Brilliance Steel Ltd (Brilliance) and Euro Corporation Limited (Euro Corporation) have agreed to stop selling some steel mesh products while the Commerce Commission further investigates concerns that they may not comply with the Australia/New Zealand standard (AS/NZ 4671:2001).

Steel mesh is typically used as reinforcement in concrete floor slabs during the construction of houses, garages and other buildings. It can also be used in driveways and pathways. The affected products are grade 500E sheets of ductile steel mesh sold since mid-2012:

Euro Corporation – SE615-500STD (SE615)
Brilliance – 147E G500E ductile mesh (147E)

In the course of an investigation, initial testing undertaken by the Commission showed the steel did not meet the requirements of the standard, specifically in relation to elongation. The elongation, or ductility, requirements are designed to ensure that the steel can stretch under pressure or movement, such as experienced in an earthquake, without failure.

One of the companies has challenged the Commission’s test results. The Commission will be undertaking further testing and working with experts and with the companies to determine whether the products comply with the standard.

In the meantime, the Commission has asked both companies to stop selling the affected products until its concerns are resolved. Both companies have agreed to do so. The Commission will take steps to ascertain whether the sales have stopped.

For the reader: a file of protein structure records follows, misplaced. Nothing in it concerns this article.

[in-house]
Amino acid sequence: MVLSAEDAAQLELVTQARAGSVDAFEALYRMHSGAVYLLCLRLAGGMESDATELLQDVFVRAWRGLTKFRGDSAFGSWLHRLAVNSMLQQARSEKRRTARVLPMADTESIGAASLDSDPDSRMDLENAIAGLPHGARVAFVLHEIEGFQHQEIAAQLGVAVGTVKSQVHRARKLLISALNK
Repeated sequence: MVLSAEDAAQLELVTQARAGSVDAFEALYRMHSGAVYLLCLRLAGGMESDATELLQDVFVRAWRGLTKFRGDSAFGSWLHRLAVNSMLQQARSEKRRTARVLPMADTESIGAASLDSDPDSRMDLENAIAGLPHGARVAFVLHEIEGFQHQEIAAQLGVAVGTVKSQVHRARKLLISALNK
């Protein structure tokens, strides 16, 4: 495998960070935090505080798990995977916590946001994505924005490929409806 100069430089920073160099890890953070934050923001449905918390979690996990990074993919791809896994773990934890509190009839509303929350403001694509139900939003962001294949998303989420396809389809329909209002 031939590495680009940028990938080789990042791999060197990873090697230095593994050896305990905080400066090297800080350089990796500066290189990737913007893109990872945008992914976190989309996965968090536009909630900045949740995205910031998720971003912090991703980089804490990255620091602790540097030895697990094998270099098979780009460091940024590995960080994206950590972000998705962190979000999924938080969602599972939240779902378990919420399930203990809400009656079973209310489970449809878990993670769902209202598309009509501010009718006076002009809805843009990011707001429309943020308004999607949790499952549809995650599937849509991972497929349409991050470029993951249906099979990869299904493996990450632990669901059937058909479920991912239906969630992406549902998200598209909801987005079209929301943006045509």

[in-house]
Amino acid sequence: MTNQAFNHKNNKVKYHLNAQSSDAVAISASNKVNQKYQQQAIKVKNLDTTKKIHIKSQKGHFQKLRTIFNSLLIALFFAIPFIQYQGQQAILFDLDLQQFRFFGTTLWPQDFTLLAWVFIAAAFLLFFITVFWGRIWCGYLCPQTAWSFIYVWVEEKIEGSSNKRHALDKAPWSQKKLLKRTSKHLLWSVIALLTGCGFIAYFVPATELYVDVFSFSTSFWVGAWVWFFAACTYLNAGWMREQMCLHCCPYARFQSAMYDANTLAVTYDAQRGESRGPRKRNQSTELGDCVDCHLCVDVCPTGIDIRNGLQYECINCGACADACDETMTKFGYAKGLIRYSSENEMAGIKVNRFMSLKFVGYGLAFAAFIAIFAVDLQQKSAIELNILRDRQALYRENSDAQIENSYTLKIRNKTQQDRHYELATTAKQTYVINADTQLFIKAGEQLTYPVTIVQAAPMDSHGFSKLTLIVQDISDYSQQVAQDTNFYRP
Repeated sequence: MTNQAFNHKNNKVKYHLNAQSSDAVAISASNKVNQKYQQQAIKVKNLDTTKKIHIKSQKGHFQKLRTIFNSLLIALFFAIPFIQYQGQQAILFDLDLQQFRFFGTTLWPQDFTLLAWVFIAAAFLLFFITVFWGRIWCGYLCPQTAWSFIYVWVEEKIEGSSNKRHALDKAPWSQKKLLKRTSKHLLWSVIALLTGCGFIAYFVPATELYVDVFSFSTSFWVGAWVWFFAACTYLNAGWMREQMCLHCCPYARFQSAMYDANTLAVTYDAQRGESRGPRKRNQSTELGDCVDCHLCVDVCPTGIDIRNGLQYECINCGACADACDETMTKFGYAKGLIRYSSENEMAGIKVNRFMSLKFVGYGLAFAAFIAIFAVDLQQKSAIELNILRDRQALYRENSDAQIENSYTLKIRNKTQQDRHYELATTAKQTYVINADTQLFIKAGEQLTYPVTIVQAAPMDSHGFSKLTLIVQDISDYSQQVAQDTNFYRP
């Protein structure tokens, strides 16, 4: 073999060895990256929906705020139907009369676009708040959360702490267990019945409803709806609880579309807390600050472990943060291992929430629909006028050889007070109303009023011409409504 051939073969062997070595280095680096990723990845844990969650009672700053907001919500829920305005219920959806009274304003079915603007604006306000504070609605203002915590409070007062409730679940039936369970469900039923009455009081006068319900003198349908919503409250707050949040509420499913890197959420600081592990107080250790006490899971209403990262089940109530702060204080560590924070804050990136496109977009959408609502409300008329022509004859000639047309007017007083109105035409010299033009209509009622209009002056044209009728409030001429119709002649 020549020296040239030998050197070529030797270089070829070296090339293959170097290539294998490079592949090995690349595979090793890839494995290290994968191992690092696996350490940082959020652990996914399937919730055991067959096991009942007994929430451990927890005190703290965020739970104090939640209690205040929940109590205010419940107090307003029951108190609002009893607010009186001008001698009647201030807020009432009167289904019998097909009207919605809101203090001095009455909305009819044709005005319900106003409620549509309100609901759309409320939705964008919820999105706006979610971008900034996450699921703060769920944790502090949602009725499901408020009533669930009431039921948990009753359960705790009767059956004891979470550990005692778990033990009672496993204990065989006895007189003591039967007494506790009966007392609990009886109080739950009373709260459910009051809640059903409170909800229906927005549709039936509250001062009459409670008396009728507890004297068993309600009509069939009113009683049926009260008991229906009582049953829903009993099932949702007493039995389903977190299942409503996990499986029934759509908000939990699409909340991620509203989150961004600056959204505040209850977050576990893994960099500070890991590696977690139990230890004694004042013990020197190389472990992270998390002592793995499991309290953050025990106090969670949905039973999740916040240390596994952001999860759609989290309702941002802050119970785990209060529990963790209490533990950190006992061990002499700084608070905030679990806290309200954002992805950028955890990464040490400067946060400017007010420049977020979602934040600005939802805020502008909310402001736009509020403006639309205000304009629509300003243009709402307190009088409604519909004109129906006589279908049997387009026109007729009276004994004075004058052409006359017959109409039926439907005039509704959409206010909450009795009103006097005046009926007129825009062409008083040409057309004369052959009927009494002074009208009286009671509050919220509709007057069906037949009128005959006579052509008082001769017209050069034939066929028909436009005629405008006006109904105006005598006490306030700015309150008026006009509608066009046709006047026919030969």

The Ministry of Business, Innovation and Employment’s (MBIE) advice is that those who have purchased the affected Brilliance and Euro Corporation products but have not yet installed them, should not install them before checking with their builder or engineer on the grade of mesh specified in their building consent. If Grade 500E is specified in their building consent, the affected product should not be installed while the Commission’s investigation continues.

MBIE will be providing further information for consumers and those in the construction industry who have already installed this product.

Misrepresenting a product as complying with the standard when it does not is a breach of the Fair Trading Act 1986 for which companies can be fined up to $600,000 per offence.

As the Commission’s investigation into this issue is ongoing no further comment will be made at this time.